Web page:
The hardest form of prayer for me, is thanking God for everything He’s done for me. Sure, there’s Pesukei D’zimra and Hallel (prayers of praise), but years of rote make that equivalent to the half mumbled thank-you a child gives his mother before running out the door with a Popsicle. No, in order to properly thank God for something, the words need to be mine, with the object of my gratitude firmly in my mind. I need to open my mouth, and utter three simple words: “Thank you God.” To me, that is the hardest form of prayer. It takes me hours before I can bring myself to utter those words.
I’ve thought about why it’s so difficult for me to get them out, and it’s taken me a while, but I think, through writing this, I finally understand. It’s not because I dislike God. There are things I will never understand, and I do find myself angry at God often enough. It’s not that, though. When I think about it, the most difficult part of saying “Thank you God” is the act of humbling myself to the point where I can acknowledge that whatever it is I feel compelled to thank God for, is something that I could never have gotten or achieved on my own without God’s intervention.
As human beings we like to take credit for our possessions, our stations in life, our accomplishments, and sideline any contributors to that success or accomplishment. That doesn’t hold true only when it relates to God. How many times has someone taken credit for something you’ve done, something they could never have accomplished without you? It happens all the time in the corporate world, creative industries like writing, music, and art, even around the house, with one kid claiming credit for the spotless floor when really it was his younger brother who slaved away at it with a toothbrush, his left thumbnail, and a bucket of soapy water.
That humbling is terribly difficult. In my mind I can easily acknowledge God’s role in my success. I can even write articles about it. But saying thank you to God remains difficult. Somehow when it stays inside my head, or between you and me in writing, it’s either personal, or between me and my fellow human being, and God won’t see it. I know that’s not true, but I can tell myself that God has other things to do, and that my admissions of humility in the form of thanks will go unnoticed, which makes it easier to think or write. When I actually utter the words, however, I know God is listening. God is acknowledging my humility, my admission that whatever I am thanking God for is not of my doing alone, and tacitly accepting my thanks. It makes it real. It makes it hard.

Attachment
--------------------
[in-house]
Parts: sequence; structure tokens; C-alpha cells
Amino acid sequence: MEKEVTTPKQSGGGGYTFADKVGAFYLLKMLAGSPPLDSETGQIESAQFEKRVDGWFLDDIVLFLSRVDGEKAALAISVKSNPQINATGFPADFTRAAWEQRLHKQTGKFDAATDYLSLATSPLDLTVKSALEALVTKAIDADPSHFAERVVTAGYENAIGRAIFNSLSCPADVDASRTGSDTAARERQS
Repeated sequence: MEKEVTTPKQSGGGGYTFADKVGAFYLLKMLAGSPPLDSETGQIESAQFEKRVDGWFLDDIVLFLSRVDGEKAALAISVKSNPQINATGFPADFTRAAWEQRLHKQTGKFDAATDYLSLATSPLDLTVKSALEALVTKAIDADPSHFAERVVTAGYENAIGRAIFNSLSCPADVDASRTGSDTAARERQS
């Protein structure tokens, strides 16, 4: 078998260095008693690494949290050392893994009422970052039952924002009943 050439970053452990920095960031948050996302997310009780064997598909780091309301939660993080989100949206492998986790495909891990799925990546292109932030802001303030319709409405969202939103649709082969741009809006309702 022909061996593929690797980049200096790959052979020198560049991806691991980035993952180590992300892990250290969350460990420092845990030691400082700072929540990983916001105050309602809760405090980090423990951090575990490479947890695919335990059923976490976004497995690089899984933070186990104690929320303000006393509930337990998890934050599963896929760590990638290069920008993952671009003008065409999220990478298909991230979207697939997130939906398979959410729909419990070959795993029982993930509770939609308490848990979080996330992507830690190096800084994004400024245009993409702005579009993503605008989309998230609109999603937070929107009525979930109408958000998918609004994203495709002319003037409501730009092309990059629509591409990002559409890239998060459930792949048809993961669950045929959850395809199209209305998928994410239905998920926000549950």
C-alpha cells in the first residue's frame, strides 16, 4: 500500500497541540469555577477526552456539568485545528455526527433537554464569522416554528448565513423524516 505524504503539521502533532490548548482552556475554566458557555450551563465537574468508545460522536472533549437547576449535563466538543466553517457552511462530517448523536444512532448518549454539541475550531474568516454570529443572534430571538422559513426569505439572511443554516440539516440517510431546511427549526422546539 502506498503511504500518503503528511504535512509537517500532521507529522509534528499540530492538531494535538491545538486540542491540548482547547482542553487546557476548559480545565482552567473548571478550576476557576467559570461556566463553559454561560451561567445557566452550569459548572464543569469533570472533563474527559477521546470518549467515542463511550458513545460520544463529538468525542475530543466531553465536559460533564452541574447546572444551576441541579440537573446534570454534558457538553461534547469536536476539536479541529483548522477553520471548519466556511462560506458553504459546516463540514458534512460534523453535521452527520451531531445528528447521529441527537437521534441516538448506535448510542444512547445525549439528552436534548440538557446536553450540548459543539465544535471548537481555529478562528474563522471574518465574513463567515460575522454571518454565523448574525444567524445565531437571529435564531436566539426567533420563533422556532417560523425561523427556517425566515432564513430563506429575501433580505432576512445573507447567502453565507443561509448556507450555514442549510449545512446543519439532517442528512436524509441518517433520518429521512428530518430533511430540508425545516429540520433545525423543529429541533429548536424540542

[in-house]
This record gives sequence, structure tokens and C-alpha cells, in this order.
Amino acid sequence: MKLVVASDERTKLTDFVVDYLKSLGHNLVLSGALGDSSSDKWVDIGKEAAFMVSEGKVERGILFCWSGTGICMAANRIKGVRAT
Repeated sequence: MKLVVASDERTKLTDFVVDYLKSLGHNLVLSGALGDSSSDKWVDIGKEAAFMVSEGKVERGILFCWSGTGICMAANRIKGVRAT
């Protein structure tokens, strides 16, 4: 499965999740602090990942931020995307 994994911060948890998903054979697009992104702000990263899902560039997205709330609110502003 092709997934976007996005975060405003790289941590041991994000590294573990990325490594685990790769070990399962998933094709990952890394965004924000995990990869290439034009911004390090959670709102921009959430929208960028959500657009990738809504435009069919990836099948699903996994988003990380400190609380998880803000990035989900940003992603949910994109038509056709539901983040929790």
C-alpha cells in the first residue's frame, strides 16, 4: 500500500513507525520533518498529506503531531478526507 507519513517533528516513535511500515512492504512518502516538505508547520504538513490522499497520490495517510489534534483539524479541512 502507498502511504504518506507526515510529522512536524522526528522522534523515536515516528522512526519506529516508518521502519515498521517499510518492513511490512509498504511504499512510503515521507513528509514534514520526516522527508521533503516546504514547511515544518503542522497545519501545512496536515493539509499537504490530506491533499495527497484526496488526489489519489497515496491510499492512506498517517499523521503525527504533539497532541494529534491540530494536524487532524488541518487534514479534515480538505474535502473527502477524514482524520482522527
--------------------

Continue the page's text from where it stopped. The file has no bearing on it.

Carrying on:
Anyone else have the same issue with prayer? I’d love to hear some other perspectives on it. Share this around; get a conversation started.
3 thoughts on “T…Th…Thank…Thank you God…?”
There is nothing in the Torah, Talmud or codes that says you can’t pray to God anytime. The essence of prayer is its source-your heart or your mouth. The Torah obligates us to recite the Shema twice per day. The Amidah is important but is rabbinic never-the-less. Praying by rote is NOT prayer.
I also have trouble with thanking gd in prayer. Not for most things. To tell the truth, I feel grateful for many of the aspects of my life, including the embarrassing minutiae like getting to my destination on time, etc. I daven brachos most days and I can find some meaning in most of the words. But she’asani kirtzono tends to catch me up. To me, this bracha means thanking Hashem for this body and everything that happened to it. I have difficulty accepting the body and certainly being thankful for the things that happened to it.
i’ve often felt the same pain.
i often pray for being able to pray.
i often use phrases from the siddur or tehillim as mantra, to come to terms with myself, my feelings, thoughts, events of my life…
i find the ‘official’ prayers as a framework, a base camp.